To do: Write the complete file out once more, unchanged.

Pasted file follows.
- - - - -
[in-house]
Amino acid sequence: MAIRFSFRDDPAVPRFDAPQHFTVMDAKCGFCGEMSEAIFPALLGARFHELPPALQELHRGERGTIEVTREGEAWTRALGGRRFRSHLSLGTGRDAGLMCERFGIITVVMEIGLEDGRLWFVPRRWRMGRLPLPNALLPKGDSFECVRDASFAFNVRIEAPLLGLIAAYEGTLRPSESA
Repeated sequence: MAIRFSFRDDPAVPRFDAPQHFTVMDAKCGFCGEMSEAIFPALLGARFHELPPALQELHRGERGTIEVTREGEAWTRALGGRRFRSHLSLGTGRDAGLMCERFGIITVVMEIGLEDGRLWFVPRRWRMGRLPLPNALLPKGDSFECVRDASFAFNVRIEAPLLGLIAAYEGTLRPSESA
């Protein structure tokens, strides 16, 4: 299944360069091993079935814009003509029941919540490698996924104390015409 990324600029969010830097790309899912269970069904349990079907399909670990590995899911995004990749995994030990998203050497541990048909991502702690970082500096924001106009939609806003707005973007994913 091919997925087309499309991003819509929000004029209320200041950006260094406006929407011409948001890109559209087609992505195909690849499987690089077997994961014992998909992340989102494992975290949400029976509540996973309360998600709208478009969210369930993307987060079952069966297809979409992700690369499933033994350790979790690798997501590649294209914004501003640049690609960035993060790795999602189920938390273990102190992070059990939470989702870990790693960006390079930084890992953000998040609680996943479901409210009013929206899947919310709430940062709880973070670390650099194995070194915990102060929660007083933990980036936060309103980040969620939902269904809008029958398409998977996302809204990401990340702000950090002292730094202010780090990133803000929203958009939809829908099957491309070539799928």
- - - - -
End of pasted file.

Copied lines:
[in-house]
Amino acid sequence: MAIRFSFRDDPAVPRFDAPQHFTVMDAKCGFCGEMSEAIFPALLGARFHELPPALQELHRGERGTIEVTREGEAWTRALGGRRFRSHLSLGTGRDAGLMCERFGIITVVMEIGLEDGRLWFVPRRWRMGRLPLPNALLPKGDSFECVRDASFAFNVRIEAPLLGLIAAYEGTLRPSESA
Repeated sequence: MAIRFSFRDDPAVPRFDAPQHFTVMDAKCGFCGEMSEAIFPALLGARFHELPPALQELHRGERGTIEVTREGEAWTRALGGRRFRSHLSLGTGRDAGLMCERFGIITVVMEIGLEDGRLWFVPRRWRMGRLPLPNALLPKGDSFECVRDASFAFNVRIEAPLLGLIAAYEGTLRPSESA
């Protein structure tokens, strides 16, 4: 299944360069091993079935814009003509029941919540490698996924104390015409 990324600029969010830097790309899912269970069904349990079907399909670990590995899911995004990749995994030990998203050497541990048909991502702690970082500096924001106009939609806003707005973007994913 091919997925087309499309991003819509929000004029209320200041950006260094406006929407011409948001890109559209087609992505195909690849499987690089077997994961014992998909992340989102494992975290949400029976509540996973309360998600709208478009969210369930993307987060079952069966297809979409992700690369499933033994350790979790690798997501590649294209914004501003640049690609960035993060790795999602189920938390273990102190992070059990939470989702870990790693960006390079930084890992953000998040609680996943479901409210009013929206899947919310709430940062709880973070670390650099194995070194915990102060929660007083933990980036936060309103980040969620939902269904809008029958398409998977996302809204990401990340702000950090002292730094202010780090990133803000929203958009939809829908099957491309070539799928």